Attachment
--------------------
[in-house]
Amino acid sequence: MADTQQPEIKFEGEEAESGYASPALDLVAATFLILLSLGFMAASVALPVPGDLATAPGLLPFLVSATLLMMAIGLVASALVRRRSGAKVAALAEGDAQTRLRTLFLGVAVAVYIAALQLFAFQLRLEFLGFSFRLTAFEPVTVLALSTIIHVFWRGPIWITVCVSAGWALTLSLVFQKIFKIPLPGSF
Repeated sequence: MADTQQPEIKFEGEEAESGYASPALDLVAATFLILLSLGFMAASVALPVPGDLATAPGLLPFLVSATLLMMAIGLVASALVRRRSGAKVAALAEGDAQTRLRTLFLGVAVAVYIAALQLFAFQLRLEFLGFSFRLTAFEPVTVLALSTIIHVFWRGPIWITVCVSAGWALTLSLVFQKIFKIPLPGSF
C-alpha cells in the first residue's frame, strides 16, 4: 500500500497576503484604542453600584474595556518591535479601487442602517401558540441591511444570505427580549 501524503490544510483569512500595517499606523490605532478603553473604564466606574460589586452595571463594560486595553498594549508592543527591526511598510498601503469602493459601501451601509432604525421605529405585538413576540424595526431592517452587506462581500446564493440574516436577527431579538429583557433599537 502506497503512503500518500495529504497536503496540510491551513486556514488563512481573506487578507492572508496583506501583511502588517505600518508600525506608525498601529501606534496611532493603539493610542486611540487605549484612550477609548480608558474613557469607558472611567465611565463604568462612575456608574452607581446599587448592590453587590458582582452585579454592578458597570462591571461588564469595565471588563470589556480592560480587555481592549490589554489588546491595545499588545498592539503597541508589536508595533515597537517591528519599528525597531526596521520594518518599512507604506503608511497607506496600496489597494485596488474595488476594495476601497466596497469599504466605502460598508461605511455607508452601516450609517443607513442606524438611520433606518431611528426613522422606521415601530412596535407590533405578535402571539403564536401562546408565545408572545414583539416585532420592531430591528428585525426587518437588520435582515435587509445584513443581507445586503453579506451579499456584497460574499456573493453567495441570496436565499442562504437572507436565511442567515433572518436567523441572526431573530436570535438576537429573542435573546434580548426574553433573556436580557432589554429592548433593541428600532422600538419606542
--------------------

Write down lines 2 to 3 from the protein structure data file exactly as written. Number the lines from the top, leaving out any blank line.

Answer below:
Amino acid sequence: MADTQQPEIKFEGEEAESGYASPALDLVAATFLILLSLGFMAASVALPVPGDLATAPGLLPFLVSATLLMMAIGLVASALVRRRSGAKVAALAEGDAQTRLRTLFLGVAVAVYIAALQLFAFQLRLEFLGFSFRLTAFEPVTVLALSTIIHVFWRGPIWITVCVSAGWALTLSLVFQKIFKIPLPGSF
Repeated sequence: MADTQQPEIKFEGEEAESGYASPALDLVAATFLILLSLGFMAASVALPVPGDLATAPGLLPFLVSATLLMMAIGLVASALVRRRSGAKVAALAEGDAQTRLRTLFLGVAVAVYIAALQLFAFQLRLEFLGFSFRLTAFEPVTVLALSTIIHVFWRGPIWITVCVSAGWALTLSLVFQKIFKIPLPGSF